Nova Scotia's tree for Boston rolled into Augusta Monday to quite a welcome party.
"It's nice to see it here," said Bridget MacLean, who attended the ceremony.
Every year, the City of Halifax sends a Christmas tree to the City of Boston as a way to say "thank you" for aid Boston provided, after two ships collided in Halifax Harbor in 1917. That collision resulted in an explosion that killed 2,000 people and wounded thousands more.
"The next day in Halifax, December 7th, there was a blizzard and the help couldn't have come quicker and more significantly," said Minister Leo Glavine of Nova Scotia.
This year, the tree stopped in Augusta for a World War I Commemoration Ceremony, 100 years after the tragedy.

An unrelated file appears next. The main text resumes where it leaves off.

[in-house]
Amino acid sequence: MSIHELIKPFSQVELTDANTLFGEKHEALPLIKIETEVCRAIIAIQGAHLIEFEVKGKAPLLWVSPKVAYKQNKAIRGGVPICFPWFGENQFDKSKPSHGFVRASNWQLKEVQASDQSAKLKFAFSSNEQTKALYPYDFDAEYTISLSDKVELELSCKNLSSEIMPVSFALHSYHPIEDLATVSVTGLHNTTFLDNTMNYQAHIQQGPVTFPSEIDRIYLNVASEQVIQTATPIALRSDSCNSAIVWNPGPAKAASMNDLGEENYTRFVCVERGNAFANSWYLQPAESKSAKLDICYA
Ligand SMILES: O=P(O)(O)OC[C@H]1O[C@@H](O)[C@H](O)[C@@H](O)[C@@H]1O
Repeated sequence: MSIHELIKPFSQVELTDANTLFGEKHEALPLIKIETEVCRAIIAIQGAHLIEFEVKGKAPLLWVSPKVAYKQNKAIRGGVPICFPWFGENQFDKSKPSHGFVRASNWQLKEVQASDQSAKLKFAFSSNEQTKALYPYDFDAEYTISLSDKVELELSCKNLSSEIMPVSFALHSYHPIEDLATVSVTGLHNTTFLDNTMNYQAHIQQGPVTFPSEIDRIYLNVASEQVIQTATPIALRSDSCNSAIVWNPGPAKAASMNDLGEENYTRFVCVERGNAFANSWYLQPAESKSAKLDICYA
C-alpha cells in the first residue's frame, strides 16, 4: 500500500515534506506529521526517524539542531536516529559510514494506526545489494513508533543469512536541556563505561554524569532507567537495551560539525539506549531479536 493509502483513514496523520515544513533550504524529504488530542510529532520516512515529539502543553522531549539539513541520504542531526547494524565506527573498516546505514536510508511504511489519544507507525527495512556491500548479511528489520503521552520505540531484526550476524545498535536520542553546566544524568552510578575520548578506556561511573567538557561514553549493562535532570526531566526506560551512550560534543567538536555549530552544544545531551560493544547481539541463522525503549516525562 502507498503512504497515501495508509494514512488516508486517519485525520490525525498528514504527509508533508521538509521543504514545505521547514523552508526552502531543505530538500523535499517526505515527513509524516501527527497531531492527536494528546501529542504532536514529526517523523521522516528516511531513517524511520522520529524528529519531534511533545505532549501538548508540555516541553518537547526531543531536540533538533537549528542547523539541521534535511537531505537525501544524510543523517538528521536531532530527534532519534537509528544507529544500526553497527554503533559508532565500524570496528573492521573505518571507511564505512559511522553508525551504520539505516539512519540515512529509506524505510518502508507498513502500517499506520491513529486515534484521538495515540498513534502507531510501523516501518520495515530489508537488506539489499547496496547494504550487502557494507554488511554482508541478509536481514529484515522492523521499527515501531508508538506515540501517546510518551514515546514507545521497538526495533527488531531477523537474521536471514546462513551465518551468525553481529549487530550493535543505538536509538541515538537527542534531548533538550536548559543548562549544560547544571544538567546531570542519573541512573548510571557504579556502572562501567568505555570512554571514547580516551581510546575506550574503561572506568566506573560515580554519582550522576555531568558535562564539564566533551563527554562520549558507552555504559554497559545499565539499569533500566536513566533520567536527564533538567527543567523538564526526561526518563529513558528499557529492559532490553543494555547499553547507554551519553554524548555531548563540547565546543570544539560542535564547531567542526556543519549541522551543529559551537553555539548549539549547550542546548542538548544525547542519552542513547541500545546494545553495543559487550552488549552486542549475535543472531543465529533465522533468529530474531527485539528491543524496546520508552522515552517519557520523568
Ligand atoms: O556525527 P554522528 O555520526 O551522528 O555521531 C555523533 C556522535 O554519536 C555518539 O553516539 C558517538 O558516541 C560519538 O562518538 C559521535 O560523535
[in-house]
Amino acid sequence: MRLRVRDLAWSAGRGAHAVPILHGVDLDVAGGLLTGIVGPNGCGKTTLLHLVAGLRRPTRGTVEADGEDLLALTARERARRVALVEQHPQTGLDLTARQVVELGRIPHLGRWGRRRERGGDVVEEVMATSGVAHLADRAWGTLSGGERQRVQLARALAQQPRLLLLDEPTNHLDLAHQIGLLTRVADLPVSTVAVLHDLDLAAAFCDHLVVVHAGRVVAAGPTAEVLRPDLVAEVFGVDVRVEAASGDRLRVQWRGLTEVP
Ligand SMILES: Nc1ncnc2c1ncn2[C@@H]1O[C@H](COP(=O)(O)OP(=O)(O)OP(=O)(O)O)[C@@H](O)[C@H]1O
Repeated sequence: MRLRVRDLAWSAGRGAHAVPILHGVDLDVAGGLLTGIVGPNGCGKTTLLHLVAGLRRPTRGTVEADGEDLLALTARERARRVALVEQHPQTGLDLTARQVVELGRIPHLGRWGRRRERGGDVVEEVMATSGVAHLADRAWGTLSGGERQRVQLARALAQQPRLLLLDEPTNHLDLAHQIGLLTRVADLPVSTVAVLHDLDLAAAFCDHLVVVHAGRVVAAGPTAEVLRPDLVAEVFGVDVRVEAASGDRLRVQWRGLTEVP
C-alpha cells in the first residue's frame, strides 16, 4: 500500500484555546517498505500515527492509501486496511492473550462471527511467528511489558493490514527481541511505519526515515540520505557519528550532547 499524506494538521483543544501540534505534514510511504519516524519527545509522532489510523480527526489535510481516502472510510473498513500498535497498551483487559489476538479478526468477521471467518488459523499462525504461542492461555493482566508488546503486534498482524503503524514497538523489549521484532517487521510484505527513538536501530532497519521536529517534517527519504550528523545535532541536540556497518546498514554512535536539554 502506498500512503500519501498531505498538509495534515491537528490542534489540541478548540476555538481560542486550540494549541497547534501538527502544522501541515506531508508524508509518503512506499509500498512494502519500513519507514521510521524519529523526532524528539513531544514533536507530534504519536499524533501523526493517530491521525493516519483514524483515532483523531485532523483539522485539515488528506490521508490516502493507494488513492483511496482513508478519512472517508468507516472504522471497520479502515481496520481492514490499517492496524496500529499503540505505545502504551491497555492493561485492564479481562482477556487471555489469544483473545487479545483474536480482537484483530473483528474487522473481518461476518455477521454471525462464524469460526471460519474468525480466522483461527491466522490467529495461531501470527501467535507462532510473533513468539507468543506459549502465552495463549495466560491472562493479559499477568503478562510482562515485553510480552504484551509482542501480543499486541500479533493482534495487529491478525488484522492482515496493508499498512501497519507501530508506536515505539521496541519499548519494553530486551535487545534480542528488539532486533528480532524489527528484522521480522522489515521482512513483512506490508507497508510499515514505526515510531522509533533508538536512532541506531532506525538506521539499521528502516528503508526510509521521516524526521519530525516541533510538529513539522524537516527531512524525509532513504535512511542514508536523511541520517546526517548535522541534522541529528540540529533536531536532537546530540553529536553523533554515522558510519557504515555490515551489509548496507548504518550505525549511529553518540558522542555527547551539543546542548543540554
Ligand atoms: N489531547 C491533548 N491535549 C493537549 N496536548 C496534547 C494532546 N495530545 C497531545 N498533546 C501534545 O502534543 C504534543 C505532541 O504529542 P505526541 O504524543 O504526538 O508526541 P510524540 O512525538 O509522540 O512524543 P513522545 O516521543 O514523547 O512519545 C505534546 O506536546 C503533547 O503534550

The event recognized the role Mainer's also played in helping our Canadian neighbors.
"It's a wonderful moment to again show our appreciation and to recall those who responded," said Minister Glavine.
Instead of focusing on the disaster, this ceremony emphasized the outpouring of kindness between two nations in a difficult time.
"I think commemorating those events is important because it teaches us to continue those bonds," said Jamie Beaulieu, who attended the ceremony.
"That's what is really important about that day in December. It wasn't what happened in Europe, it's what was happening among our own homes, our own neighborhoods, and being able to stand with each other and help each other out in a difficult time," said Secretary of State Matthew Dunlap.
The next time we see this tree, it'll be making it's way into Boston Common.